Tag Archives: Collin Reschar

Students share New Year’s goals

By Blake Dykes

With every new year come new resolutions. Every resolution is made with the intent on staying loyal to it and really making a change. However, it is usually a lot harder to make these changes because they have become a habit or part of our everyday lives.

Some students decided to become a healthier person by changing their eating and drinking habits.

“I am giving up soft drinks for a year because they make me feel bad and they are bad for me, especially because I used to drink them all the time,” said junior Taylor Batliner.

Batliner plans to pursue this goal by having her parents stop buying them, drinking water, and avoiding them.

Along with Batliner, sophomore Brandon Smith plans to improve his diet by eating healthier.

“I have decided I’m going to start making smarter food choices, to make me a healthier adult in the future.”

This resolution differs for Smith because purely because this is the first one he is actually made.

For others, health is still the main aspect in their resolution, only a different branch of it, social health.

Sophomore Logan Minzenberger plans to make friends and meet more people.

“I plan to be more outgoing and go out and introduce myself, this way I can experience different people’s lifestyle.”

Another common theme this year, falls into the category of organization.

“I plan to start being on time places. I am always late everywhere I go, even to school,” said sophomore Collin Reschar.

Reschar decided to make this change because he gets in trouble a lot by always being late.

“I am going to start checking up on the time more and leaving earlier.”

Others have a habit they decided they need to break.

“This year I really need to stop hoarding trash. Mostly like empty bottles or trash from food,” said freshman Lindsay Sparrow.

However, this is not the first time Sparrow has attempted to make this change.

“I have had this resolution for several repeating years, I just can’t stop myself. But this year I am saying no with an iron fist. When I am done using something I am going to fight the urge to keep it and just throw it away. I know that it is becoming a problem because my room is actually starting to smell from all of the collective amount of garbage.”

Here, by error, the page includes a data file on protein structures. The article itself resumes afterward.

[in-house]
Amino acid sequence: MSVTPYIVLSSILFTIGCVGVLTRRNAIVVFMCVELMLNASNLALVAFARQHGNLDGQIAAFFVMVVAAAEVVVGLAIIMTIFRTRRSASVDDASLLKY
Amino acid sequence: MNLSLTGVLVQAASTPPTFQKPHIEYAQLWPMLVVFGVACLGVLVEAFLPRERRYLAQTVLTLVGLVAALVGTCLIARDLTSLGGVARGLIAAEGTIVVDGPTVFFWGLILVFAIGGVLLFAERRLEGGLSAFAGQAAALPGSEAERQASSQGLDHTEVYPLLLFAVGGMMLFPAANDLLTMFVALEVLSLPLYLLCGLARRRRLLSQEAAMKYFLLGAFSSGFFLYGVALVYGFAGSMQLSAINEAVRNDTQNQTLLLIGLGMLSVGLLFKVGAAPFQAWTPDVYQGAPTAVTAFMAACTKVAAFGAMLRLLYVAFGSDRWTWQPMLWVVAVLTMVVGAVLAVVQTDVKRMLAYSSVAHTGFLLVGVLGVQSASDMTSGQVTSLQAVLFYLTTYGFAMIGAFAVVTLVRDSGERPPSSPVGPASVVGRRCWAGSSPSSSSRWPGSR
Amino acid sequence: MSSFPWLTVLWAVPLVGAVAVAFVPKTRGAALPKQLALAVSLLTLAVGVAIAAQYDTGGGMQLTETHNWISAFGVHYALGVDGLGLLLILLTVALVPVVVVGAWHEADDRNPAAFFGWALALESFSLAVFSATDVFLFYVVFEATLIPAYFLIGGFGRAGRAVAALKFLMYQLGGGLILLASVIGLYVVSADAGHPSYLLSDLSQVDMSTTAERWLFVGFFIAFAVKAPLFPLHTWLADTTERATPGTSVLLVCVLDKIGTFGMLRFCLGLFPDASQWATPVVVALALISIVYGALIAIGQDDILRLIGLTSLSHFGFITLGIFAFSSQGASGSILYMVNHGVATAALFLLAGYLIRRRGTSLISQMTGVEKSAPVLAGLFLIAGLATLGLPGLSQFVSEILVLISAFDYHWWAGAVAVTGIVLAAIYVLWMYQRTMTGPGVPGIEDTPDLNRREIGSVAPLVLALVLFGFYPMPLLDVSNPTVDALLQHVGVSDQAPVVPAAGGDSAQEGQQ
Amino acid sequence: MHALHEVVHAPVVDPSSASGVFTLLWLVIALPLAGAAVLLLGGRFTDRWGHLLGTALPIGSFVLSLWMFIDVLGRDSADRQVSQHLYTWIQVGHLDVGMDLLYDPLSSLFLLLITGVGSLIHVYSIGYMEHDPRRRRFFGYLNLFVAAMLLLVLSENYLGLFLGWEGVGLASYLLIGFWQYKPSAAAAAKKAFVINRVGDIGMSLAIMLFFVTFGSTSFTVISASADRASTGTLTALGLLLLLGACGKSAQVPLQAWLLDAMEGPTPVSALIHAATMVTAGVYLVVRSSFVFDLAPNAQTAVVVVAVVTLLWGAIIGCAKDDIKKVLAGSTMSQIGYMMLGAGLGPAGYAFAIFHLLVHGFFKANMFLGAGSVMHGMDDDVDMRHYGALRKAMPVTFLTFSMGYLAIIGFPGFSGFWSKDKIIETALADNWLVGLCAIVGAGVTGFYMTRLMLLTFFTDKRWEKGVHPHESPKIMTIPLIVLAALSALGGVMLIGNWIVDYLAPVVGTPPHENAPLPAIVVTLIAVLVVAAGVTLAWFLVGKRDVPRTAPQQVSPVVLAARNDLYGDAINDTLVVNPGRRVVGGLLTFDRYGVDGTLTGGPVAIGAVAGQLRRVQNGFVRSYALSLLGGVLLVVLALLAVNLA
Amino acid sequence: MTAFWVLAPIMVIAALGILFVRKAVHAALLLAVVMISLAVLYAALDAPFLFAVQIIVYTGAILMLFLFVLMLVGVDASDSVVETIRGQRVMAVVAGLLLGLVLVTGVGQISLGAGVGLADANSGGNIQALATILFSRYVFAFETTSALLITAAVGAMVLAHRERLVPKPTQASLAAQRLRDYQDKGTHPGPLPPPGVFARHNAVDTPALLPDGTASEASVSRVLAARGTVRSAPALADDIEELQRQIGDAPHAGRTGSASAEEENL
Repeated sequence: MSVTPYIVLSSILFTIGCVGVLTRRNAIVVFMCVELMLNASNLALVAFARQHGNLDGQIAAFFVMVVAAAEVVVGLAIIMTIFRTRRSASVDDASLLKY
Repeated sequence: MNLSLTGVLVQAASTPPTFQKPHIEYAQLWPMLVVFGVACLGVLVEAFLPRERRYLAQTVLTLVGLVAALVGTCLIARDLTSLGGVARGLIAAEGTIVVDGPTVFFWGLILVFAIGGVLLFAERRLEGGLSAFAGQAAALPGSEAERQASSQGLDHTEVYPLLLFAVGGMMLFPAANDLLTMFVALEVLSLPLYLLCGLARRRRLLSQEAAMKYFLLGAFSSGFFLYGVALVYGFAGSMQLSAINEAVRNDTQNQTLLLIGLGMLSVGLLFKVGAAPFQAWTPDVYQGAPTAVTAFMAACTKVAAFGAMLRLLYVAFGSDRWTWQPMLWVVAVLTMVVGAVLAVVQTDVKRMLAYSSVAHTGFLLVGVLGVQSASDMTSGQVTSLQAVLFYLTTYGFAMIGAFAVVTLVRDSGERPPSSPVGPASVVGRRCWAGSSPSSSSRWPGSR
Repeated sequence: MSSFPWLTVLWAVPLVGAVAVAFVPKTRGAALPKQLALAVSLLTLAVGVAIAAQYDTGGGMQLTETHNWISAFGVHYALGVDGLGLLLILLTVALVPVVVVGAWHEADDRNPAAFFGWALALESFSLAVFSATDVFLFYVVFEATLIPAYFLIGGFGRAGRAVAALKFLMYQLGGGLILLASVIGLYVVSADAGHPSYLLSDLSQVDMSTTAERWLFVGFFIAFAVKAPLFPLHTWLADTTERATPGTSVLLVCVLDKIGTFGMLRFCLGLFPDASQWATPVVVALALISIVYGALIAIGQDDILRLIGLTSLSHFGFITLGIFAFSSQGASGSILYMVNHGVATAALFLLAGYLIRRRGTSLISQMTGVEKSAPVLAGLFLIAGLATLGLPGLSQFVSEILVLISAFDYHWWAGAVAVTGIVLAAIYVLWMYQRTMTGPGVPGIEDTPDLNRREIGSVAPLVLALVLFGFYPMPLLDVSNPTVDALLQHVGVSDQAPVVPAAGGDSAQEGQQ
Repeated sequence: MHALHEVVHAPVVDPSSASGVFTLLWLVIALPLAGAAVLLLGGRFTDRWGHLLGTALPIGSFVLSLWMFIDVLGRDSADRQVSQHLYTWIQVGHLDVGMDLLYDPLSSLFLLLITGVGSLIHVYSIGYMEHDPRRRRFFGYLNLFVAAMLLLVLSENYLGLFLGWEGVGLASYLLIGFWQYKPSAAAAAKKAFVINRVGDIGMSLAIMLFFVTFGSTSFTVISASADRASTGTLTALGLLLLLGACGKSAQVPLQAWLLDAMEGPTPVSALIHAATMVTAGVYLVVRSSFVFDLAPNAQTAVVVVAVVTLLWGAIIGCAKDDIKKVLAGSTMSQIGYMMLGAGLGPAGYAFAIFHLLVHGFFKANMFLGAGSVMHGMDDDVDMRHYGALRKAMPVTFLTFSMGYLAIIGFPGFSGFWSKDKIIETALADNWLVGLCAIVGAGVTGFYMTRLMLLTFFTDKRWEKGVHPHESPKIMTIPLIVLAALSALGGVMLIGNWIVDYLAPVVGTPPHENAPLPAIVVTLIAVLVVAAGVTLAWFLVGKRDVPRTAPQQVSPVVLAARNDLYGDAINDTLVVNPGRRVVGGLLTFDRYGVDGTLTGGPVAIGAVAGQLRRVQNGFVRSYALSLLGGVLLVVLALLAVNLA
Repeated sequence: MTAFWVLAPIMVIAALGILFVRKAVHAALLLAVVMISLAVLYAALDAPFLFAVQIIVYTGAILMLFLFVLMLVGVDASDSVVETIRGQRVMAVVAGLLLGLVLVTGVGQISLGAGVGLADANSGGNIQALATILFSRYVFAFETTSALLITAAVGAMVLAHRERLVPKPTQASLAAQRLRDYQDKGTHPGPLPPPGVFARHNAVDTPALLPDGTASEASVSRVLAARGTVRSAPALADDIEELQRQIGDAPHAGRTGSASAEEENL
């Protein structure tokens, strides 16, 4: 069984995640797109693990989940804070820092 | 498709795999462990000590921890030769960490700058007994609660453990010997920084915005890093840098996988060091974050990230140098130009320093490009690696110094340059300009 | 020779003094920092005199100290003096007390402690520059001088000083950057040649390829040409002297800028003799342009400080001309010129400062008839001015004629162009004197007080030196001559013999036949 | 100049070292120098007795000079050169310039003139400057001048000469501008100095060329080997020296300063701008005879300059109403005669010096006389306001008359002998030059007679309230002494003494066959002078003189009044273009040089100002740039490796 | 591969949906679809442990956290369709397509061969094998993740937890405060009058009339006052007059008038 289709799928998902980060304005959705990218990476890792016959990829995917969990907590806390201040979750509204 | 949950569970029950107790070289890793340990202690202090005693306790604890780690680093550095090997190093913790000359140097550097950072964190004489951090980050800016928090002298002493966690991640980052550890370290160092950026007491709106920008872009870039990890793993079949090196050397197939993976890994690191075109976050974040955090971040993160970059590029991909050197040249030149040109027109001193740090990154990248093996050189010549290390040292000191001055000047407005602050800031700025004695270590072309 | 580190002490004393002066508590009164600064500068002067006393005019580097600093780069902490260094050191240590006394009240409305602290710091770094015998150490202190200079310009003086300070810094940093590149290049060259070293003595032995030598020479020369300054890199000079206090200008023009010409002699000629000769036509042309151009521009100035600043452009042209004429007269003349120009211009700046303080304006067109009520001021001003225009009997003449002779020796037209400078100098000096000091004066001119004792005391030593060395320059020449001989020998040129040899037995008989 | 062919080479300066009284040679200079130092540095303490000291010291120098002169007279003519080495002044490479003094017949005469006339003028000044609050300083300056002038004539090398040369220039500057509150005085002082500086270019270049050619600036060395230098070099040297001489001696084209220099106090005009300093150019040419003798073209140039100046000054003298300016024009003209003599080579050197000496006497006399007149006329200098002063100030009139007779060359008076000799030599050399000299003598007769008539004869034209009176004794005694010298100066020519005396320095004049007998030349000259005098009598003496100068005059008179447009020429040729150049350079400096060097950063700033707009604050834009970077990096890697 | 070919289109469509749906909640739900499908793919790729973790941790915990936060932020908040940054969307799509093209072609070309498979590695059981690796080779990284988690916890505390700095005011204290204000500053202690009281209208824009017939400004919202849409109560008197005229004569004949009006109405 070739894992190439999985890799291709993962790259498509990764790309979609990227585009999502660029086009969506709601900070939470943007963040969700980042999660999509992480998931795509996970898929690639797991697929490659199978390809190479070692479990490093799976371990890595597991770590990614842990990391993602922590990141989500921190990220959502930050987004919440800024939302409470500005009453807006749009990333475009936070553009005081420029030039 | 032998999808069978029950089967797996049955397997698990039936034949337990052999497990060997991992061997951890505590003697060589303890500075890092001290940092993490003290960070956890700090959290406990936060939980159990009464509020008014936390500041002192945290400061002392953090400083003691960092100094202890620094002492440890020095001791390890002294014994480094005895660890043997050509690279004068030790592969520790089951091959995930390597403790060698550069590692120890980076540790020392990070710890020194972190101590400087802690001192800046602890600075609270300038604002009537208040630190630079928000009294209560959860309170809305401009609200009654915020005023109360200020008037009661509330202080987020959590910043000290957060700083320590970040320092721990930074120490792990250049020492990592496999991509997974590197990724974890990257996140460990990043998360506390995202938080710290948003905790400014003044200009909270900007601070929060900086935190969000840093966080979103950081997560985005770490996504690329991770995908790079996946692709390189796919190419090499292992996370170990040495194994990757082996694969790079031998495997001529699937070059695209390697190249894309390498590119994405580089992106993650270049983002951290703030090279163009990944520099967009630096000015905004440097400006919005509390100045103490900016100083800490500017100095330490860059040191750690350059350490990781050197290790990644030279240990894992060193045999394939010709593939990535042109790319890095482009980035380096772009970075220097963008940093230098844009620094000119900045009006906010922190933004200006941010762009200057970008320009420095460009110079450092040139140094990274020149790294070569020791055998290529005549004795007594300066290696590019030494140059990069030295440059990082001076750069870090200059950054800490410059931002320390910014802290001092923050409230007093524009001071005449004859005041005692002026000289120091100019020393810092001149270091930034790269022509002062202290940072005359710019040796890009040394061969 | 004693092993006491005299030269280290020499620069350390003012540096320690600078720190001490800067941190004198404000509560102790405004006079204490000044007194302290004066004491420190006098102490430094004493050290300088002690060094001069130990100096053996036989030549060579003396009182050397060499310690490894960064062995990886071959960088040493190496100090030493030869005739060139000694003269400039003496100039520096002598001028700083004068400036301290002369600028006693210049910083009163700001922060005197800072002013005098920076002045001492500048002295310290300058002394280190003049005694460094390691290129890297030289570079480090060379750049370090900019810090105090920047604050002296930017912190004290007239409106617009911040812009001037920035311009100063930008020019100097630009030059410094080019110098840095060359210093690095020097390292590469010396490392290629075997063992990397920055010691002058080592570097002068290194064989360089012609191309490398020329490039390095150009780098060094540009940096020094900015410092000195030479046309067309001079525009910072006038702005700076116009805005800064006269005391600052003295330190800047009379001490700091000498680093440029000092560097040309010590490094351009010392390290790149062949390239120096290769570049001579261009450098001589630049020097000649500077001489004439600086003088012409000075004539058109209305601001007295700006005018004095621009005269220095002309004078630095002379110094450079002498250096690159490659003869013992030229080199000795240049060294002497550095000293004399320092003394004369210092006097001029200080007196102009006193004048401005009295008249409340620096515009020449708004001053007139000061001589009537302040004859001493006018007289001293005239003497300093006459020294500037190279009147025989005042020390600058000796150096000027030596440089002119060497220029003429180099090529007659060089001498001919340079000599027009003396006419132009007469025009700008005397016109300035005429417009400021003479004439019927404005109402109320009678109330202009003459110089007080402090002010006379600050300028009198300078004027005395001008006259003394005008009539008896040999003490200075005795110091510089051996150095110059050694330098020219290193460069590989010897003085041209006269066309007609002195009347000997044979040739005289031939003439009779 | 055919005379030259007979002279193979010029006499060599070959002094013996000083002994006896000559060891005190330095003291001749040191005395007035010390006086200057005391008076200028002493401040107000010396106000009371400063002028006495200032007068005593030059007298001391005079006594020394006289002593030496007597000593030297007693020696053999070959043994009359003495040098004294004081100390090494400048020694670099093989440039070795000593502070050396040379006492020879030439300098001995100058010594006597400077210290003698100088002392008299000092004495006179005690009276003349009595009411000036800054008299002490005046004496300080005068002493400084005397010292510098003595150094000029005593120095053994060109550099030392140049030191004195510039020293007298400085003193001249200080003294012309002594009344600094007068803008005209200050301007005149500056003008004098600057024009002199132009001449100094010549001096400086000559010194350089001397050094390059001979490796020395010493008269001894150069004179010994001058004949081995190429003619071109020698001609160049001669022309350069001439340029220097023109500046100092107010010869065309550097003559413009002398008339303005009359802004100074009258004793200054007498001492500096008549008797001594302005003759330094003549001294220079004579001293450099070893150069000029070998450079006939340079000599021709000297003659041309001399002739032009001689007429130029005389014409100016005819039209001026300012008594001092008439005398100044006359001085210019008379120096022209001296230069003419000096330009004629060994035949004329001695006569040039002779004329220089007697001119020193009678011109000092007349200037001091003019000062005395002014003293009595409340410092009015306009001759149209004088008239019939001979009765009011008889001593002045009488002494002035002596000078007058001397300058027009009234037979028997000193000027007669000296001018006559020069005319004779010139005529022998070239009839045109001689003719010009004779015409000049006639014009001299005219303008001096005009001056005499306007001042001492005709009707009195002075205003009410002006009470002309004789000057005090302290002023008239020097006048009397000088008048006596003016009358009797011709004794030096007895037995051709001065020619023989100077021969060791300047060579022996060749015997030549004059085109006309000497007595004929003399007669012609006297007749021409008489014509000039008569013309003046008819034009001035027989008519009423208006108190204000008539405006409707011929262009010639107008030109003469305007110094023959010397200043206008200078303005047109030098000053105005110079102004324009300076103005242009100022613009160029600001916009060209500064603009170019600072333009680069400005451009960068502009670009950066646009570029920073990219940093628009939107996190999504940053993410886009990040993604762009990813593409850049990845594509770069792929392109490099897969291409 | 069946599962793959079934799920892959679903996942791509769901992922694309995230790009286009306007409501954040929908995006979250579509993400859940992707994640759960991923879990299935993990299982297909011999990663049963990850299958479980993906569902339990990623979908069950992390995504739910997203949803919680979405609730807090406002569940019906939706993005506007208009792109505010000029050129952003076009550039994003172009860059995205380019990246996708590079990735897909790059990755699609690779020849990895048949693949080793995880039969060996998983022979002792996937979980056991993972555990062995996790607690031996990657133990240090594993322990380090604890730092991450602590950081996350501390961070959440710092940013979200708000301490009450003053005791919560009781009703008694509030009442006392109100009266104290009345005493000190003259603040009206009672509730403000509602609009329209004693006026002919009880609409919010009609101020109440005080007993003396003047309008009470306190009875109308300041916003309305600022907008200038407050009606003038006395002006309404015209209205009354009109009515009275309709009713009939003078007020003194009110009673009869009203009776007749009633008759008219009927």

English teacher Jessica Broady shared her thoughts on new year’s resolutions.

“New year’s is a good time to make resolutions because it’s good to stop and see what path we’re on and if we want to continue on that path.”

Students’ embarrassing stories follow them into high school.

By Blake Dykes and Rebekah Landers

Photo by Grace Runkel. Editing by Tony Briscoe.

At one point or another, most everyone endures an embarrassing moment.

According to the Free Dictionary Online embarrassed is defined as to cause to feel self-conscious or ill at ease, disconcert.

Some people handle these situations differently than others.

While a few laugh and shake it off, others get more upset and stress over it for the rest of the day.

Freshman Collin Reschar is an example of one of the more embarrassing ones.

“My girlfriend supposedly sent a text breaking up with me, and I didn’t get the text. The next day at school I was hugging her, and she gave me an awkward look, so I asked what was wrong, then her friend told me what happened. If her friend wouldn’t have told me, then I probably wouldn’t have known all day,” said Reschar.

After these situations happen, people tend to try and prevent them from happening again. Reschar said he now stays single.

On the summer before sophomore Leah Holsclaw’s freshman year she and one of her friends went to Gulf Shores, Alabama on a week vacation.

“We would go to the beach and just play in the water and stuff. But one time we were jumping over the waves, and we weren’t paying attention and this huge wave hit us on the back and we literally did three flips under the water because it was so strong. And when I stood up, I was facing the beach, and these people were looking at me so weird. My top had come down and all the poor people on the beach could see my…chest. It was horrible,” said Holsclaw.

Another type of embarrassing moments is the preventable ones.

Freshman Chris Collier suggests not sticking your fingers in 3D geometry shapes at school.

“In the first grade, I got two of my fingers caught in the 3D geometry shapes. I went to the nurse’s office and they tried to use butter to get them out. They wouldn’t come out. My mom had to pick me up and take me to the hospital to have the shapes cut off,” said Collier.

When an embarrassing moment happens, the reaction of others is what makes it that much worse, or lessens the embarrassment.

Freshman Austen Jones experienced something more painful, meanwhile his friends were laughing.

During eighth grade basketball practice, Jones was guarding a teammate, and was elbowed in the mouth. This made him fall and knock his tooth out, into his teammate’s elbow.

Jones had this problem resolved by getting a fake tooth. He prevents this from happening again by wearing a mouth guard.

There are many types of different embarrassing moments. Whether it’s humiliating, preventable, or painful, each one sticks with you forever.